By the end of this year, the City will have $127 million in Rainy Day and Budget Stabilization Reserves, and the upcoming budget includes additional deposits of $30 million over the next two years. By the end of FY 2014-15, the City will have $157 million in reserves, which is equal to approximately 4.5 percent of the total General Fund budget of $3.5 billion.
The Mayor’s proposed budget invests in the youth of San Francisco with investments in public schools to offset the State’s past cuts to education.
In a time of State and Federal cuts, protecting the social safety net is more important than ever. In this budget, Mayor Lee has rejected all proposed mental health and substance abuse reductions from the Public Health Department and worked to close their structural deficit without reducing vital health services to the public. This budget also includes funding for the continued backfilling of $2.8 million in Title V childcare cuts from the State; $4.0 million in HIV health and prevention service cuts from the Federal government; and an additional $2.5 million for supportive services for seniors, including nutrition and digital inclusion services. This budget also includes $3.8 million in additional funding for homelessness prevention services and housing subsidies; including funding for a dedicated family shelter in the South of Market, and supportive housing and services for transitional age youth to help them succeed.
San Francisco’s unemployment rate has dropped from 9.5 percent in January 2011 to 5.4 percent last month. But with 25,800 San Franciscans still unemployed, Mayor Lee remains focused on jobs and the economy, and this proposed budget includes a number of economic and workforce development initiatives to support small businesses, drive job creation and strengthen diverse neighborhoods. This includes funding for an online Business Portal that will cut through bureaucratic red tape and make starting and operating a business in San Francisco easier. The proposed budget also includes the launch of two new international economic development initiatives – one focused on Latin America and the other focused on Asia. In addition to attracting new firms to San Francisco, the initiatives will help local firms expand or export into the Latin American and Asian markets.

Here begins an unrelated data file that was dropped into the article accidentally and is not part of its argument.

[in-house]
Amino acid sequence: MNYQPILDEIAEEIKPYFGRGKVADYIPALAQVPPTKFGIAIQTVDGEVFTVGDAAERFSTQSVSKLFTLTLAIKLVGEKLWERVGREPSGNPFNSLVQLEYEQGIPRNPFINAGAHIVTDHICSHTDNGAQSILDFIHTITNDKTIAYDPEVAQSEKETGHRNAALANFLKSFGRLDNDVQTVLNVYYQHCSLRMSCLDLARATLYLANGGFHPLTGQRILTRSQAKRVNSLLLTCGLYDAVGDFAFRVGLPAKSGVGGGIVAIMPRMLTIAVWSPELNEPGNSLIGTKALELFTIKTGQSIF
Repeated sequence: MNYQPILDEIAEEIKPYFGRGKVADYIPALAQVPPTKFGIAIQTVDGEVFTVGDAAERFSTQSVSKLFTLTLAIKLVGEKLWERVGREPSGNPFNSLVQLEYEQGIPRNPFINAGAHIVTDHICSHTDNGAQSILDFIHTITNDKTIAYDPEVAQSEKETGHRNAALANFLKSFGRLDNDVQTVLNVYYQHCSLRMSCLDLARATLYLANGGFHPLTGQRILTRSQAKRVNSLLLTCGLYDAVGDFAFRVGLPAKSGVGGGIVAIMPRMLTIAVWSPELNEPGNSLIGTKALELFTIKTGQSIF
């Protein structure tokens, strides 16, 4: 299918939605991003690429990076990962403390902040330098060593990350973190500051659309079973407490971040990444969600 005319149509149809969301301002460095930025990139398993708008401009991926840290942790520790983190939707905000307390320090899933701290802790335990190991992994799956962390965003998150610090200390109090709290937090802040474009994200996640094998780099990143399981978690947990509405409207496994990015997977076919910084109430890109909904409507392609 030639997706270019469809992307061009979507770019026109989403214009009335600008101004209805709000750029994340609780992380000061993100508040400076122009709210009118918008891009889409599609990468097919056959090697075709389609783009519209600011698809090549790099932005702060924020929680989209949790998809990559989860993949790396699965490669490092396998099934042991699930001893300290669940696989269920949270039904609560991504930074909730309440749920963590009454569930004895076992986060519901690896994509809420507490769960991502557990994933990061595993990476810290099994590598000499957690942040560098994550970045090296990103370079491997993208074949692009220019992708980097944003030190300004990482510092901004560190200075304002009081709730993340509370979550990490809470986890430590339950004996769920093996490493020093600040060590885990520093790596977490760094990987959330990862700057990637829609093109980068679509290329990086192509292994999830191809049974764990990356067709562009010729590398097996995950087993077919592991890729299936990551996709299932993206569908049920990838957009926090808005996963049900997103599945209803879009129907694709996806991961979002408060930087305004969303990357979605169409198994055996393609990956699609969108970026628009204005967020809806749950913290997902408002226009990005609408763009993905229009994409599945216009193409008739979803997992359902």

The proposed two-year budget continues to invest in workforce development, ensuring that those San Francisco residents needing training or seeking new job opportunities are able to succeed. The budget funds workforce development activities, maintaining resources for vital community-based training providers and the broad range of clients they serve. The budget invests more heavily in the City’s First Source Hiring Program, helping to ensure that unemployed San Franciscans benefit from private sector growth in San Francisco, including access to both construction and non-construction jobs while new projects are being built, as well as the jobs inside the new buildings when they are completed.
The City Charter requires that the Mayor submit a balanced budget proposal by June 1st. Mayor Lee will continue to work with the Board of Supervisors to develop the best balanced budget for the City and County of San Francisco over the next month.
The Mayor’s proposed balanced budget for Fiscal Year 2013-14 and 2014-15 is available online, go to: